You've opened the door for many people to see they're not alone in their concerns. Comments posted by others shows this is deeper than editorial too. Yet, despite management's best efforts, a great number of employees still care. Imagine the good that would result if only the top were willing to truly listen and hear what employees were sharing with one another - you'd almost think that it cost something for the publisher and Gannett to listen.

Regardless, it appears that employees feel there's a price to pay if they you do. Your blog lessens the fear and provides them with a chance to share a bit whether the top's listening or not.

Keep it up!

6:25 PM  
Anonymous Anonymous said...

A lot of people blame the publisher for the sad state of affairs at the Enquirer. It is sub standard. It is a difficult place to effect change, things don't work as they should and most (if not all) employees are unhappy. It is well known that the open door policy is indeed an exit ramp and a brutal one.

Known also is that MB has high expectations and ambitions. The individuals that work directly for her often carry sordid tales and expressions about her methods for achieving them. Those same individuals go to extremes to hide or twist what really goes on at the expense of those that work under them. Doing just about anything brings harsh reprisals. Doing good work or offering an idea is beaten down because it could show that other things aren't quite as they should be. Even answers on employee surveys simply bring investigations about who said what, plans for how to get them to not say it again and improvement plans that don't become reality. The culture is that of continuous mixed signals.

It makes you wonder whether she is to blame. Is she as terrible as they say or do they behave as they do because she might act on something she finds out? Does she just not know or does she not care to know? Maybe the blame is hers because she hasn't found out or hasn't been able too.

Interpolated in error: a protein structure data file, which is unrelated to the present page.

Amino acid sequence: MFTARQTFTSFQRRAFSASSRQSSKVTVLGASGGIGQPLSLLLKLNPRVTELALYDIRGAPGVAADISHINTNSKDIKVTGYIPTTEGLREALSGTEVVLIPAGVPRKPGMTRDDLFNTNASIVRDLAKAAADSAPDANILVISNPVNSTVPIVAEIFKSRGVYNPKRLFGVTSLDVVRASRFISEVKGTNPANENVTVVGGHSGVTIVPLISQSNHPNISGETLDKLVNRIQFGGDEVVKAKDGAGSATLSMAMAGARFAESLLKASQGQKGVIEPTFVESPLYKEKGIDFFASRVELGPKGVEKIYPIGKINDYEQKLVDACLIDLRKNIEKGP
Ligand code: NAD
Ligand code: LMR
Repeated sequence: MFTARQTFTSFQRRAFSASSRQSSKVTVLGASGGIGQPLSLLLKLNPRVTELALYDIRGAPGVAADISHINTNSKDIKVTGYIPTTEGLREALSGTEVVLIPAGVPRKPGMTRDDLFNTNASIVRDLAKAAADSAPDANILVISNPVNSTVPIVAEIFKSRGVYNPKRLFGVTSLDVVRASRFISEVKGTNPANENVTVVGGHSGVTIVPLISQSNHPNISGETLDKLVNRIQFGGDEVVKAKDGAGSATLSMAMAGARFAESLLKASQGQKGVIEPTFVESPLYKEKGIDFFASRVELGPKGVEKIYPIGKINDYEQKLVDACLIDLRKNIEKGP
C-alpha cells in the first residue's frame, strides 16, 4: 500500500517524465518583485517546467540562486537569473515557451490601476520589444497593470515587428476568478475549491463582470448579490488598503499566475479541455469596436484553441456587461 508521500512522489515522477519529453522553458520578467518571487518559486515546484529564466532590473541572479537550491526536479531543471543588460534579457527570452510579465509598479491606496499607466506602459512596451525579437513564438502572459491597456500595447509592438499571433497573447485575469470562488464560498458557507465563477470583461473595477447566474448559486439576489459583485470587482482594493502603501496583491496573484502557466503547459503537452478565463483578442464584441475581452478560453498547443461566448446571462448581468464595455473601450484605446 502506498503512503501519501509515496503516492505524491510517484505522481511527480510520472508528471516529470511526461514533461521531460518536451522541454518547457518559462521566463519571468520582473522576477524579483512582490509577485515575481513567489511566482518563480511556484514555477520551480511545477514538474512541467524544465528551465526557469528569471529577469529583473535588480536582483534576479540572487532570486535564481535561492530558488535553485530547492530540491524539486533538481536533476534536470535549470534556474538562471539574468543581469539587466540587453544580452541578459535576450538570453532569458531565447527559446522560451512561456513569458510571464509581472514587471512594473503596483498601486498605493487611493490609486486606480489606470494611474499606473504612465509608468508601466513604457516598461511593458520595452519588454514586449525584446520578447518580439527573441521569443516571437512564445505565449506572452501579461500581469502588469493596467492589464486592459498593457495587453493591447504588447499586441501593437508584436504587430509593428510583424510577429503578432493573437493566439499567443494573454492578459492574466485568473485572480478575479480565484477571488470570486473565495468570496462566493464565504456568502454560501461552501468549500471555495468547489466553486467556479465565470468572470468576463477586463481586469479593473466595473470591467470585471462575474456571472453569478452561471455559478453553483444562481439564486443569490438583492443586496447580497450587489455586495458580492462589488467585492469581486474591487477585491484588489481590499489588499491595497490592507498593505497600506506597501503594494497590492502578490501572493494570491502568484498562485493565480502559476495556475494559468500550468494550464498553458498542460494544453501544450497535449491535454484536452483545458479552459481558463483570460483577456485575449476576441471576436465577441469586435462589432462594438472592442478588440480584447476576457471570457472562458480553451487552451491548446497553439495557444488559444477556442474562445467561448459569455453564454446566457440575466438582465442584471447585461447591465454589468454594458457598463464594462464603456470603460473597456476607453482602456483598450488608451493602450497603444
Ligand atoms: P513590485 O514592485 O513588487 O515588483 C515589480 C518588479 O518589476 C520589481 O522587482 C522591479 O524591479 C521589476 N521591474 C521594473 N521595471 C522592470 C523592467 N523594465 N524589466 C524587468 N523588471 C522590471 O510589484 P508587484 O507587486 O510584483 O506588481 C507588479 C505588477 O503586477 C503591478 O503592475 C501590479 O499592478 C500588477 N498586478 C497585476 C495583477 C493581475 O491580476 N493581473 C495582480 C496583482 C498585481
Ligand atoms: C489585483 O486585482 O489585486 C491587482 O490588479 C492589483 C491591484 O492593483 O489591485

What is little wonder is why people are tight-lipped about the internal going-ons, act out due to complete frustration or stay in a safe zone. Those are the very reasons that change is difficult, things don't work as they should and employees are unhappy.

Those are the same reasons the Enquirer is a lousy product.

It is a vicious cycle.

This blog is a great place to rant even if nothing comes of it other than knowing others feel the same way. If you know about this blog, pass it on.

8:58 PM  
Blogger The Dean of Cincinnati said...

So I'm thinking of making a big deal about, and trying to get others to join in buying subscriptions to The Post just to piss off The ENquirer.

CincyNewsAche -- I'm curious if you think I should bother.

10:11 PM  
Anonymous Anonymous said...

Another one of my issues with this horrible paper is that they publish more NKY garbage than they do Ohio stories unless they are of course negative. Isn't there a We are tied of getting news updates on Louisville & Lexington sports teams. How many staff members of the Enquirer live in Kentucky? For crying out loud... We don't give two shits about those cities or there sports teams. As a UC fan, I think it is sad that this paper will cover Louisville and Lexington college teams over a local school and program like Xavier.

Don’t even get me started on the half ass comparisons of Cincinnati the Enquirer just did with Indianapolis. The lack of research of population, crime & neighborhood boundary data was appalling.

10:31 PM  
Anonymous Anonymous said...

The Enquirer runs a very repressive shop, and I'm glad to have left it behind. Managers repress criticism because they don't have the backbone to stand up for what's right. They heap praise on suckups and find fault with anyone with criticism, however constructive it might be. Knowing the editors and publisher, I'd have to say there's absolutely no hope of the Enquirer becoming a better paper in the short run. Someone would have to buy the paper and do a wholesale house cleaning.

11:52 PM  
Anonymous Anonymous said...

Though not since 1980, but the The Post has won a least one Pulitzer for reporting even...

Dean, I like your idea, but because the Enquirer controls circulation you may never get the paper. I subscribed in October and then never received it, until one day about a month ago. One landed on my door step. It came again two days after that and I haven't seen it since. Calls to the customer help line aren't helpful and the carrier doesn't return calls.

11:38 AM  
Anonymous Anonymous said...

This comment has been removed by a blog administrator.

1:09 PM  
Anonymous Anonymous said...

Looks like a 6 day subscription to the Cincinnati Post is 8.59 per month and the Kentucky Post is 9.95. Funny, if you click on subscribe on there is a link in large type to subscribe to the Enquirer and that link is on top of the links to subscribe to the Post. Now, if you click on the link to the Enquirer, there are little bitty links to subscribe to the Post under those for the Enquirer. So much for equal time and the spirit of the "partnership" between the two papers.

I like the Post. I'd be willing to subscribe. It will only make a point to the Enquirer if it happens in quantity though.

2:39 PM